Meet Brent West


Brent grew up in a home ravaged by domestic violence. His mother and his sister, and Brent himself, were subjected to terror and physical abuse. When he was 10, his father strangled Brent into unconsciousness. At school, he was bullied relentlessly. At home, Brent was sexually abused by an uncle. And on his 20th birthday, he was diagnosed with a brain tumor. It was a wake up call, and Brent responded. He had seen therapists earlier in his life, but now he felt a new urgency to take control of his life and to find ways to use his experience to help others. One of his most urgent tasks was to find ways to trust people, a tall order given his early history of betrayal and abuse. At first he had to use a “mind trick.” He had tell himself that he could trust someone, and then allow their behavior to prove him right. But Brent had a template. His mother, terrorized and brutalized by his father, had escaped with Brent and his sister and had forged a new life for them. That will to survive, Brent knows, has been passed along to him.

And so he wants to give back, not only to the people who have helped him in his recovery. He wants to help the people who have harmed him. He recognizes that their actions toward him, the ways they harmed him, came out of their own suffering. He feels compassion for all of them, in his heart, and when he meditates, he finds a wellspring of compassion within himself that can encompass all of their suffering, including his own.

Meet Mark Godoy, Jr.


At age eight, Mark was abused by an older male cousin. The abuse ended when Mark defied the abuser’s threats and told his parents.

Mark channeled his emotions into other pursuits. He excelled in track and field, earning a college scholarship and then a bachelor’s degree. Then he went on to graduate school and earned his master’s degree in animation. In graduate school Mark began to confront the legacies that had haunted him since childhood.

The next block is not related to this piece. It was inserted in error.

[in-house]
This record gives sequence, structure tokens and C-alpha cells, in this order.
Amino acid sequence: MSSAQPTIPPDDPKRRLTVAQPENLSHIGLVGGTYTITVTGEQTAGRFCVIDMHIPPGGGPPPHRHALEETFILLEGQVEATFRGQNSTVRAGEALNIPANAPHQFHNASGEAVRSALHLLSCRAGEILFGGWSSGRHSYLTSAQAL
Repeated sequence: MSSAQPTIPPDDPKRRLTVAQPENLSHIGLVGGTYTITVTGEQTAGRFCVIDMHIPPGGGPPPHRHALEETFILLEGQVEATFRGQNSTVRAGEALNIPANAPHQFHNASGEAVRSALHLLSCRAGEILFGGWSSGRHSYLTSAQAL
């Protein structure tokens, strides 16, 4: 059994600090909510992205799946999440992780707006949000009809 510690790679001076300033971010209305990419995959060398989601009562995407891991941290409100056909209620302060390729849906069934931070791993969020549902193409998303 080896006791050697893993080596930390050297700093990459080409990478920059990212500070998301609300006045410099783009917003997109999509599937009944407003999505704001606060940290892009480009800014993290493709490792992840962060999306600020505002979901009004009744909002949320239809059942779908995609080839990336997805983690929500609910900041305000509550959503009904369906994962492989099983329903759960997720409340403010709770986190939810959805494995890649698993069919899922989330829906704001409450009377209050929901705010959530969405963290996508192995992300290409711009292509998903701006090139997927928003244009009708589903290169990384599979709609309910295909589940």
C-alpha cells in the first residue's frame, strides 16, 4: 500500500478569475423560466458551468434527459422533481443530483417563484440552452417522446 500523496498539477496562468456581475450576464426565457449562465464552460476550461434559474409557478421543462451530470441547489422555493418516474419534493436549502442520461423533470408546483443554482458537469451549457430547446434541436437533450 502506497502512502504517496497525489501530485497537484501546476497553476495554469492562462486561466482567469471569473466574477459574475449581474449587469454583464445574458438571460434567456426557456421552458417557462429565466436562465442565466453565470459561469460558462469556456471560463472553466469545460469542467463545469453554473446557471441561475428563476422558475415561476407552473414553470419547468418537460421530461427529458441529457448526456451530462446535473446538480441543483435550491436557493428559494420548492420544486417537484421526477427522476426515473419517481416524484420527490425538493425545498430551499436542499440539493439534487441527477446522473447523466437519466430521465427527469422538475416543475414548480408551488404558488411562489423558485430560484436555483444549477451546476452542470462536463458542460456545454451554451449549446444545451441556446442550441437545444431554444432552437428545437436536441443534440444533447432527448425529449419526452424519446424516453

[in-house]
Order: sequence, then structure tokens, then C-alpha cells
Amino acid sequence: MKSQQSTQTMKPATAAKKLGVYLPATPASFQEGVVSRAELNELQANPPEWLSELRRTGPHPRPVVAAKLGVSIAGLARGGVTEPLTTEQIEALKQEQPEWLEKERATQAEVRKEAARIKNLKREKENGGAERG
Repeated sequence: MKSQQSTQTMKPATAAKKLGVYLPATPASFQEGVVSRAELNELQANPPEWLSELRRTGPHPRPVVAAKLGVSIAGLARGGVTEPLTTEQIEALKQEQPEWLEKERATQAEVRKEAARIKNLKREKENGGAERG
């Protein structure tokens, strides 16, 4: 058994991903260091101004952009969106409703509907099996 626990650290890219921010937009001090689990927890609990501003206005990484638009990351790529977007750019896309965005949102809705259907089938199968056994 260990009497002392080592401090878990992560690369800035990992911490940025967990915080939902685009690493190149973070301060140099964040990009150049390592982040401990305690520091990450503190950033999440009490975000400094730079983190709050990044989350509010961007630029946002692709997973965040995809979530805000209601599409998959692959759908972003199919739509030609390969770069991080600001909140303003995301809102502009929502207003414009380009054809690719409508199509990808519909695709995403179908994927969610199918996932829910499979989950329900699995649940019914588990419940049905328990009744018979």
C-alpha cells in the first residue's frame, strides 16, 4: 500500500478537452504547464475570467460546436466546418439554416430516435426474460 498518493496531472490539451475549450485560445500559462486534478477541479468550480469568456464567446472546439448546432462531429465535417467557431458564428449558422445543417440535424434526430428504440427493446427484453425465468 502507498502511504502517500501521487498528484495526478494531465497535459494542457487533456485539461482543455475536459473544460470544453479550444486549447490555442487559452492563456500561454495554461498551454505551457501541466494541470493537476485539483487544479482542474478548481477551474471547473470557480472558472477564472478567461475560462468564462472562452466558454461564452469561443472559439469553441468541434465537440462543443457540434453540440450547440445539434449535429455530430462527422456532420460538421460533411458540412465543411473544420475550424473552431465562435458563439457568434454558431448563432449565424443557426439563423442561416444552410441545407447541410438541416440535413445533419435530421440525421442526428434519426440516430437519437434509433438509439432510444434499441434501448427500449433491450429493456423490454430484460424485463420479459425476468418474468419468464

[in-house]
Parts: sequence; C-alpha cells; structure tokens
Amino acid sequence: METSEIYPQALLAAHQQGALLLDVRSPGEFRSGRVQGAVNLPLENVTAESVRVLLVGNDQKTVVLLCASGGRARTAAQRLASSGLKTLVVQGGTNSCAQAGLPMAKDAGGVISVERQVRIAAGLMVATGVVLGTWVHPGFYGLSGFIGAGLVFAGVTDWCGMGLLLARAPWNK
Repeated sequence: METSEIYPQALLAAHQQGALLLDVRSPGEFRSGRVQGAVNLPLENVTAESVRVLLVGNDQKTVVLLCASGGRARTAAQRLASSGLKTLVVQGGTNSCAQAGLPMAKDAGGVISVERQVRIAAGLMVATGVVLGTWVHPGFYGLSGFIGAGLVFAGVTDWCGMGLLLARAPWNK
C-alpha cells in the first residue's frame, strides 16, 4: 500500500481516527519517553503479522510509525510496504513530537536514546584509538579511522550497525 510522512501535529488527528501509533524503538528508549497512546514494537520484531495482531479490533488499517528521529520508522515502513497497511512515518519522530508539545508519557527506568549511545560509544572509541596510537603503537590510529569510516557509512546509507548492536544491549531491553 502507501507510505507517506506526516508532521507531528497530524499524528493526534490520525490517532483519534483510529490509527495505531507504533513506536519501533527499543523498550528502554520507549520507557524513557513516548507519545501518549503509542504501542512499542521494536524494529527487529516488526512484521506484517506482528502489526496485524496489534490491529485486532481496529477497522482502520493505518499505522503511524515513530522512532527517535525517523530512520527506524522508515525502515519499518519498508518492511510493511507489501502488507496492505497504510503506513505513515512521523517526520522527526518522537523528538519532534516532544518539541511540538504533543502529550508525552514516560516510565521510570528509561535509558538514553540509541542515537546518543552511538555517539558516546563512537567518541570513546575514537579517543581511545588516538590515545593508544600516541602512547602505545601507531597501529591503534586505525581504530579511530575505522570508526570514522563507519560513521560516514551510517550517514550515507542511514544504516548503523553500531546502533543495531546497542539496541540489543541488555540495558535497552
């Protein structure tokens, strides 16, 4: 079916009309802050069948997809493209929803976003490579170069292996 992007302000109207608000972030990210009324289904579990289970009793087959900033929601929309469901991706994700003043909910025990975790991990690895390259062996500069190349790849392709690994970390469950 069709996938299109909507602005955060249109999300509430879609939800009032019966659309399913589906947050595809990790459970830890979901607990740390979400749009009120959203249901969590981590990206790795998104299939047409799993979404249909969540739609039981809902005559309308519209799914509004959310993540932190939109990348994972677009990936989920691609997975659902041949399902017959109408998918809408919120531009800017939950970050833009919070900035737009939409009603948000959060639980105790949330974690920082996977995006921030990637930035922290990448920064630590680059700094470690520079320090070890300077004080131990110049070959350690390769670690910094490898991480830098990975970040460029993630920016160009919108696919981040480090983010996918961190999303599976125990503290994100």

Mark still struggles with self blame, and he still contends with the anger. But Mark also has an arsenal to draw from as he pursues his path to healing. His sharp and fluid intellect, which allows him to observe his own reactions, and to understand his personal struggle in the context of the larger forces that influence him.

And he has his art. From early in his childhood Mark found an outlet for his emotions in his art. He drew incessantly and his talent emerged. Mark has used those talents to help his own healing process. He also draws on his talents to express his feelings about the killings of Black men and women by police officers. He is working on a series of portraits of victims, including one of Matthew Ajibade, the brother of Mark’s friend who was killed in Savannah, Georgia.

“That’s what I’ve done my whole life. I’ve just figured stuff out…I’m at the point where I can talk about it. It’s still really painful. I still get pissed off…But if I keep talking about it, something will click…”

And it is. Mark is speaking to high school students about his experience, simultaneously healing himself and opening a door to healing for other young men.

Meet Michael Kullik


How do you claw your way out of a childhood scarred by incest, and in the years following marred by repeated experiences of abuse and domestic violence? For Michael, it has been a long and sometimes rocky journey, but he has found peace in an unexpected place: his penchant for poetry, and an operatic voice that transports him (and everyone within a wide radius!).

Michael grew up in a family that was enmeshed in multiple generations of incest. The grandparents who abused him also sexually abused his mother. It was only the first of many depredations that he suffered, but it was the most deeply scarring. How do you live with the knowledge that your mother failed to protect you from someone she knew to be a predator? Not easily.